November 3 ,1999
SPENCER MICHELS: Consumer groups joined forces with San Francisco politicians to push for Proposition F, the anti-surcharge initiative. The new law makes it illegal for financial institutions like banks to impose a fee on people who use automated teller machines, or ATM's, when those people do not have accounts at that bank. The measure passed with 62 percent of the vote, despite a nearly $500,000 campaign against it led by banks. San Francisco became the first jurisdiction in the nation to vote in a surcharge ban. Both sides agreed the initiative played into a general anger at financial institutions.
KRISTEN PERRY: Every time you go to use a bank, even though you already pay monthly fees and everything, they're always charging for any... even if you go into the bank, or use the ATM's outside the bank or walk inside, there's always a fee.
ANDREW McHALE: Even though it's an automatic transaction, isn't it? So why would they charge you $3.50? They're not doing any work for the money.
SPENCER MICHELS: San Francisco City Supervisor Tom Ammiano latched onto that frustration by sponsoring the initiative after the other supervisors decided to table a similar bill last February when faced with opposition from Mayor Willie Brown and the banks.
TOM AMMIANO, San Francisco Supervisor: San Franciscans as consumers are very concerned about price gouging and we have heard from many constituents about the double-dipping that occurs with ATM usage.
SPENCER MICHELS: Double-dipping, says Ammiano, is when a customer is charged by two banks, his own and the one where he's using the ATM, for a simple cash withdrawal.
SPENCER MICHELS: Why shouldn't a bank be able to charge what it wants for a service that it provides? Nobody has to use it.
TOM AMMIANO: They do charge. The first $1.50 Amply rewards the bank financially with enough money to make a profit and provide the service, but the double-dipping is all gravy. Low-income people make a small withdrawal of 20 bucks, they're paying $3.50 to $4 for that $20 withdrawal. And, you know, to me, that's usury. That's not just a service charge.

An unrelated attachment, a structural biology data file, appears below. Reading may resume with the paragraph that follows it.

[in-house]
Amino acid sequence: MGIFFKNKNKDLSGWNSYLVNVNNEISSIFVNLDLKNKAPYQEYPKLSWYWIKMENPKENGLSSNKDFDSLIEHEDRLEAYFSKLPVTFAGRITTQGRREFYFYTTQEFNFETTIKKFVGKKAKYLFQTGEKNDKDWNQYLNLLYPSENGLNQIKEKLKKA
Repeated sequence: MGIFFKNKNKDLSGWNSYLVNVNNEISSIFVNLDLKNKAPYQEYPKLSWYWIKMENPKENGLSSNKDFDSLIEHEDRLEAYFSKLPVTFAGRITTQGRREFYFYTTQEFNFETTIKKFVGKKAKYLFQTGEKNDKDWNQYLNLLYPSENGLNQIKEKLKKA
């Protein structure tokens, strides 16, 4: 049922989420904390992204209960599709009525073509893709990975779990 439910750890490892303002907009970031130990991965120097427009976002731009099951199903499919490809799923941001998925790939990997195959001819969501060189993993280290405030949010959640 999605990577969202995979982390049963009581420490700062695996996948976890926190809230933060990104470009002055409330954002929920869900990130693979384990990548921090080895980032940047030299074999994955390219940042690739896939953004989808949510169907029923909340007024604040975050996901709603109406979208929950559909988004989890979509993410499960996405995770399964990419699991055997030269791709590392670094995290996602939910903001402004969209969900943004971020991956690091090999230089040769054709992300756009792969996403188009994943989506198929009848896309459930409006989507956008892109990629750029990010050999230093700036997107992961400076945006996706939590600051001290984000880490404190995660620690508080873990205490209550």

SPENCER MICHELS: When a customer uses his own bank's ATM, he is usually not charged a fee. But in the last three years, fees for other users have become almost universal. At the same time, automated tellers have become increasingly popular, with 11 billion transactions last year on the 227,000 machines in the U.S; more than half those machines are not on bank premises. Many are owned independently and are placed in convenient locations like stores. The fees these independently owned machines charge are not affected by the San Francisco ordinance. It is the fees banks and savings and loans charge that are the sole target of the new law. And the banks say that's unfair, since they're the ones who pioneered the ATM'S. John Stafford is spokesman for the California Bankers Association.
JOHN STAFFORD, California Bankers Association: We're providing convenience unprecedented in our history through this. I mean, if you think what banking was like just 20 years ago, how relatively difficult it was go get cash, this is like... almost like money growing on trees. And people ought to be willing to pay a little bit in order to have that convenience afforded to them. And why would anybody expect to use a bank not their own, where they have no relationship or account, why would they expect to use that bank's machines without paying a fee?
SPENCER MICHELS: But John Golinger of the California Public Interest Research Group says the banks can and should afford it.
JOHN GOLINGER, Public Interest Research Group: Banks have always owned ATM's and put them out because they saved them money. It's particularly egregious that a bank would charge so much just to give you back your money, when actually ATM's are saving themselves money.
DEBRA SAUNDERS, San Francisco Chronicle: You know what this measure ought to be called? "Stop me before I go to the nearest ATM"
SPENCER MICHELS: Debra Saunders is a conservative columnist for the "San Francisco Chronicle," who has written derisively about the public vote on ATM Surcharges.
DEBRA SAUNDERS: It's insane. If you read the ballot measure, it actually says that this is a general welfare issue. Now, I don't see going to the most convenient ATM as a general welfare issue. During a very cold winter you might decide that you have to do something to make heating fuel affordable for people. But you don't have to go to the nearest ATM. What did people do before there were 800 ATM's in San Francisco? How did they go to the bank?
SPENCER MICHELS: Still, San Franciscans voted for the surcharge ban, as did the city council in Santa Monica, California, that, despite the banks' well- publicized contention that these local laws are preempted by federal law, which gives regulatory power over federally chartered banks of the comptroller of the currency.
JOHN STAFFORD: We firmly believe this ordinance and the one in Santa Monica are illegal and they will be overturned in court. We do intend to take legal action to see that they are overturned.
SPENCER MICHELS: Today the banks filed suit in federal court to delay implementation of the law. If it is upheld, the bankers predict big changes.
JOHN STAFFORD: It might be that the banks would simply turn over ownership
to a non-bank subsidiary, so they'd be in the same position as all those
non-bank financial companies, and thereby exempted -- or, just as likely,
would be that they could simply pull their machines out of the networks
that connect to all the banks and ATM's and say,
SPENCER MICHELS: Several states and the U.S. military have considered bans on ATM surcharges, but only two states, Connecticut and Iowa, currently prohibit such fees. Court decisions in those states have not definitively clarified the issues raised by San Francisco's new ordinance.